Bridge International Academies is a chain of over 300 low-cost private schools in Kenya with approximately 100,000 students enrolled. Bridge has designed an “Academy in a Box” model, which seeks to deliver high quality education through standardization. Bridge invests heavily in developing a strong curriculum created by experts in the education field. The curriculum itself is standardized and transformed into scripted lesson plans, which include step-by-step instructions detailing what teachers should do and say during any given moment of a class. Teacher scripts are delivered through data-enabled tablets, synced to headquarters, enabling Bridge to monitor lesson pacing, record attendance, track assessment scores, and update or add lesson scripts in real time.  Lesson standardization enables less qualified teachers to deliver lessons of a higher quality than their level of experience would otherwise allow. Teachers come from the local communities and receive thorough training in delivering the Bridge curriculum. In this way, Bridge seeks to contribute to the local community by driving job creation. Bridge’s curriculum is based on government standards, with a greater emphasis on basic literacy, numeracy, and critical thinking skills in the early grades. Learn more here...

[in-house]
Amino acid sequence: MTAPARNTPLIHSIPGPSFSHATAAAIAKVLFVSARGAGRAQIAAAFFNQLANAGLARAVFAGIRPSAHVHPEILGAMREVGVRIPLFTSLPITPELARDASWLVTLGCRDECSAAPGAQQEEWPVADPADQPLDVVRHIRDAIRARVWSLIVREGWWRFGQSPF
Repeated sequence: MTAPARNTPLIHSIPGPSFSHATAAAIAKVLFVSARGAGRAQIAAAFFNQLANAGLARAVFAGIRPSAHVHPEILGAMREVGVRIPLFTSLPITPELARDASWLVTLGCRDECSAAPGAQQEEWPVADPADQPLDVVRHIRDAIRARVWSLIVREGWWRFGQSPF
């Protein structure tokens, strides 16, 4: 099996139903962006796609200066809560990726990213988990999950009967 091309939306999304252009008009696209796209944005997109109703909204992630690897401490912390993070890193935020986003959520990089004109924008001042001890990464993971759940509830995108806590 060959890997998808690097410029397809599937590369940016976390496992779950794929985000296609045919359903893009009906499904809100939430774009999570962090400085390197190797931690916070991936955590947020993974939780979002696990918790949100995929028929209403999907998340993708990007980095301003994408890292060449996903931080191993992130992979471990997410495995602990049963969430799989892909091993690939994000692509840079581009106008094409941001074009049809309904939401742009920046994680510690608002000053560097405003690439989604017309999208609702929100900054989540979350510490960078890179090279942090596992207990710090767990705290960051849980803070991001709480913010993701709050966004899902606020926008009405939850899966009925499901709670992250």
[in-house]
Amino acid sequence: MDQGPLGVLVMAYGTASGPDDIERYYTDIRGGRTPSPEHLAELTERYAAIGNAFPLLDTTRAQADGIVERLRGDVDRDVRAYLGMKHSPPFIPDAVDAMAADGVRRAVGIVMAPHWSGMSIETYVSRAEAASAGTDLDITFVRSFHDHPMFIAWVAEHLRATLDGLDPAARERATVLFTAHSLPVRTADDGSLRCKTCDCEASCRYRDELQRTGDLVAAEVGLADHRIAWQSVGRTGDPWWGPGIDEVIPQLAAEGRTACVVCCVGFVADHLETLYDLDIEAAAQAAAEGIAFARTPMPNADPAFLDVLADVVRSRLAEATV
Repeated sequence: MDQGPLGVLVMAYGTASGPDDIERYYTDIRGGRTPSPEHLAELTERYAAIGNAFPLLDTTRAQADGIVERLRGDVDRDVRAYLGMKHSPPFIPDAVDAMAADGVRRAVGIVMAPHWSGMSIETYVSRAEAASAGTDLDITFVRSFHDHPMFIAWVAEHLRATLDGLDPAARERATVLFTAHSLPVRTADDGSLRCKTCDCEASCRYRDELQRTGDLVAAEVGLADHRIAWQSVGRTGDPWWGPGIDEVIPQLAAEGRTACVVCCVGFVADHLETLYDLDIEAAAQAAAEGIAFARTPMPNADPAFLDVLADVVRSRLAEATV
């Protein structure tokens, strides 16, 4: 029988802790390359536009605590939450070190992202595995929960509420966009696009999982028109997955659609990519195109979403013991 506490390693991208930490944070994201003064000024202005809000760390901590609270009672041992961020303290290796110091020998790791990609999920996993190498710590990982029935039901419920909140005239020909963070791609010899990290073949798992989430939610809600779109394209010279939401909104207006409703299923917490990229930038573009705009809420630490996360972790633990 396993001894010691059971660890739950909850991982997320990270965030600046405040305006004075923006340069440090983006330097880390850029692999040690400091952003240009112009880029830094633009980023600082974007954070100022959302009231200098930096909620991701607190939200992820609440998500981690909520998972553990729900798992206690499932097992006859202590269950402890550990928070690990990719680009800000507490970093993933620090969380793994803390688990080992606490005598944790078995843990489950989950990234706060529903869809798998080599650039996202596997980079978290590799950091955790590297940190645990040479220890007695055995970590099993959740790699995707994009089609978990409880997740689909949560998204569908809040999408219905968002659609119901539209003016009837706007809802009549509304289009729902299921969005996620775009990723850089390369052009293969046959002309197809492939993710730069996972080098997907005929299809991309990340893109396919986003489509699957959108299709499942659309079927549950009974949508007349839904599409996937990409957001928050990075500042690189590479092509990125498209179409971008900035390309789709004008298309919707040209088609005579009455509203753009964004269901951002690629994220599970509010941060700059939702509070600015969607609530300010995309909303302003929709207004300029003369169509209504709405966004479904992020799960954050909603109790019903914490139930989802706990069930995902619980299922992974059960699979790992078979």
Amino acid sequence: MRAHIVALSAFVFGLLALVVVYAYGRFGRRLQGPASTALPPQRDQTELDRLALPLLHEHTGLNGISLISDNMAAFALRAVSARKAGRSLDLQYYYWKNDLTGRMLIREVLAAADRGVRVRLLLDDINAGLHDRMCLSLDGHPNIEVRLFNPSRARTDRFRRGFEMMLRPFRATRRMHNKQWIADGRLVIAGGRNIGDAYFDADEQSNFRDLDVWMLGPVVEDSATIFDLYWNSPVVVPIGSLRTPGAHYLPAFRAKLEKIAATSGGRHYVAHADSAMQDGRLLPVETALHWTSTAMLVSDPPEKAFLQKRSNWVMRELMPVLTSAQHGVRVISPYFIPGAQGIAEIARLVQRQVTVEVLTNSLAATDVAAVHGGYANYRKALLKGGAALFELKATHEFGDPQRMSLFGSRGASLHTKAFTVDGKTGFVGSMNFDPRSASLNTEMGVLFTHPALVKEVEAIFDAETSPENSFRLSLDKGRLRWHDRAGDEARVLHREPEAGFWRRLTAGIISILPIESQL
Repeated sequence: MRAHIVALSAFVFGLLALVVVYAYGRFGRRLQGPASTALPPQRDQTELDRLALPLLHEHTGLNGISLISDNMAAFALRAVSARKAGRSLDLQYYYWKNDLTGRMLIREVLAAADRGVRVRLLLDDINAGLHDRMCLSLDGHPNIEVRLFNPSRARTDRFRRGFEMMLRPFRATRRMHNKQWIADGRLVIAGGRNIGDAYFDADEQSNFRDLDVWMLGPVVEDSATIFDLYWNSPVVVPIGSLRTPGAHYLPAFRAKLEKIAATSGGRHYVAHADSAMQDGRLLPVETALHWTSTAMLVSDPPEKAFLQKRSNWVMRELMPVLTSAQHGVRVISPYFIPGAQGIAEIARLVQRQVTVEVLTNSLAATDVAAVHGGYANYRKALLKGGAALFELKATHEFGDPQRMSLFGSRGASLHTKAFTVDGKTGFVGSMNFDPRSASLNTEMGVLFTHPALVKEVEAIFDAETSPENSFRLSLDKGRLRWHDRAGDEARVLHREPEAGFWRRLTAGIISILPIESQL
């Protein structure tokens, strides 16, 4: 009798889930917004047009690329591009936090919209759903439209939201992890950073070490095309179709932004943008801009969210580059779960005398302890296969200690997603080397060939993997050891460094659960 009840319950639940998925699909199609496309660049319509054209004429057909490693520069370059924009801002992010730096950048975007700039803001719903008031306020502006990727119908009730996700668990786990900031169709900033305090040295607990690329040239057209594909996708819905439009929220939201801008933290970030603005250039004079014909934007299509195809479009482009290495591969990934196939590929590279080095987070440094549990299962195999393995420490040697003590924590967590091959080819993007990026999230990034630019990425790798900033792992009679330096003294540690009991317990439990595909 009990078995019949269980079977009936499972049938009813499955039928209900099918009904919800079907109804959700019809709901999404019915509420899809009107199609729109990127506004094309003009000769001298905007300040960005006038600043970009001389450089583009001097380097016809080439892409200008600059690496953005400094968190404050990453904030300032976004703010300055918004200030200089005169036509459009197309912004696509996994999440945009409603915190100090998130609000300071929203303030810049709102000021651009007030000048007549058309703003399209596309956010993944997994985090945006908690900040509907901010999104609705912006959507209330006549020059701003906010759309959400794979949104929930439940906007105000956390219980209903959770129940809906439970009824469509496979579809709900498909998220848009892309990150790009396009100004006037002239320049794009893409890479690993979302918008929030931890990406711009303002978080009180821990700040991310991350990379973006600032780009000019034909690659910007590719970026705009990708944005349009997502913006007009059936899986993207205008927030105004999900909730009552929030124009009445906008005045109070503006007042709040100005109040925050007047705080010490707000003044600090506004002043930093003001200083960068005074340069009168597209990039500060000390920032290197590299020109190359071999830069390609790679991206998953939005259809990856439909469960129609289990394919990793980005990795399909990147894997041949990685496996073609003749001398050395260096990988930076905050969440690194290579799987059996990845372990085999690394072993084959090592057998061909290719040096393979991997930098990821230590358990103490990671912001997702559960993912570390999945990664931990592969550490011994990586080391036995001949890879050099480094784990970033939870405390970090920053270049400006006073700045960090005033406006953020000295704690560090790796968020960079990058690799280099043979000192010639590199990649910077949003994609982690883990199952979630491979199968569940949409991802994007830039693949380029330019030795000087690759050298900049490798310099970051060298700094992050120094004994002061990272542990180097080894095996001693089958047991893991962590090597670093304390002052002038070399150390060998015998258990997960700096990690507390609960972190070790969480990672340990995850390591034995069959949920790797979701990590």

The Baalabalaga School is a unique, equal-opportunity private school located on a specially designed campus in Dharwad. The school employs a unique financing structure whereby it requires each student's household to pay as much as they can afford, and the school funds the remainder of each student's tuition. This cross-subsidization scheme has allowed working-class parents to enroll their students in the school from a young age and involve themselves in their education through secondary grade levels. The school operates on the belief that students benefit from more than the state-mandated curriculum but rather from participatory learning in a variety of enrichment subjects such as art, music, and daily-life lessons.  The school aims to prepare its student for a holistic and self-conceived lifestyle by providing curricula personalized to the interests and energy of each of its students. Built on the idea that students learn best when they directly experience what they want to learn, Baalabalaga's teachers incorporate experiential learning into each of their classes. Read more here...